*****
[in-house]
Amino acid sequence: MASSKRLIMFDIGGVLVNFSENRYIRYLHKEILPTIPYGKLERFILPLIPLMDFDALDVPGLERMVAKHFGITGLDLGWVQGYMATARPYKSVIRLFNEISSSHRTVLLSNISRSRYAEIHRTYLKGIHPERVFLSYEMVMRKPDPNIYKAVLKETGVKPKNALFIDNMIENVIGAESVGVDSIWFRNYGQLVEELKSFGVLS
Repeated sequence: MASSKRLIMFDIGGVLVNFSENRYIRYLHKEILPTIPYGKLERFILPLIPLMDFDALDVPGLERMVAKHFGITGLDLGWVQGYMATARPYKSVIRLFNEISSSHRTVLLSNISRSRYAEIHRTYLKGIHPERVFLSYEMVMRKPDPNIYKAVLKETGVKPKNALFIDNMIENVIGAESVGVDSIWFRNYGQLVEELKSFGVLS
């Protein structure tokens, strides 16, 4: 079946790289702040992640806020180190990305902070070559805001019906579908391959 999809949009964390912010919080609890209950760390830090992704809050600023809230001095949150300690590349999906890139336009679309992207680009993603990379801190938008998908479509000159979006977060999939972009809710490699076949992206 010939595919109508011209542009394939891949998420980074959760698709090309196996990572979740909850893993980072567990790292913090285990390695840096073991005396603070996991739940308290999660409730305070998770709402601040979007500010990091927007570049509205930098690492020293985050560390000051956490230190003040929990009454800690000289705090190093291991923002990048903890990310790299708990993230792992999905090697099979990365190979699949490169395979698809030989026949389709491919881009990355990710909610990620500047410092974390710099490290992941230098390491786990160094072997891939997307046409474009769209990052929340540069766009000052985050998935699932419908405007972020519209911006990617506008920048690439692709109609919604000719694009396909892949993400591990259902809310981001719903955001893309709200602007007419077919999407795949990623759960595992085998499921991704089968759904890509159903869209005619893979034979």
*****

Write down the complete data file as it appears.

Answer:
[in-house]
Amino acid sequence: MASSKRLIMFDIGGVLVNFSENRYIRYLHKEILPTIPYGKLERFILPLIPLMDFDALDVPGLERMVAKHFGITGLDLGWVQGYMATARPYKSVIRLFNEISSSHRTVLLSNISRSRYAEIHRTYLKGIHPERVFLSYEMVMRKPDPNIYKAVLKETGVKPKNALFIDNMIENVIGAESVGVDSIWFRNYGQLVEELKSFGVLS
Repeated sequence: MASSKRLIMFDIGGVLVNFSENRYIRYLHKEILPTIPYGKLERFILPLIPLMDFDALDVPGLERMVAKHFGITGLDLGWVQGYMATARPYKSVIRLFNEISSSHRTVLLSNISRSRYAEIHRTYLKGIHPERVFLSYEMVMRKPDPNIYKAVLKETGVKPKNALFIDNMIENVIGAESVGVDSIWFRNYGQLVEELKSFGVLS
């Protein structure tokens, strides 16, 4: 079946790289702040992640806020180190990305902070070559805001019906579908391959 999809949009964390912010919080609890209950760390830090992704809050600023809230001095949150300690590349999906890139336009679309992207680009993603990379801190938008998908479509000159979006977060999939972009809710490699076949992206 010939595919109508011209542009394939891949998420980074959760698709090309196996990572979740909850893993980072567990790292913090285990390695840096073991005396603070996991739940308290999660409730305070998770709402601040979007500010990091927007570049509205930098690492020293985050560390000051956490230190003040929990009454800690000289705090190093291991923002990048903890990310790299708990993230792992999905090697099979990365190979699949490169395979698809030989026949389709491919881009990355990710909610990620500047410092974390710099490290992941230098390491786990160094072997891939997307046409474009769209990052929340540069766009000052985050998935699932419908405007972020519209911006990617506008920048690439692709109609919604000719694009396909892949993400591990259902809310981001719903955001893309709200602007007419077919999407795949990623759960595992085998499921991704089968759904890509159903869209005619893979034979």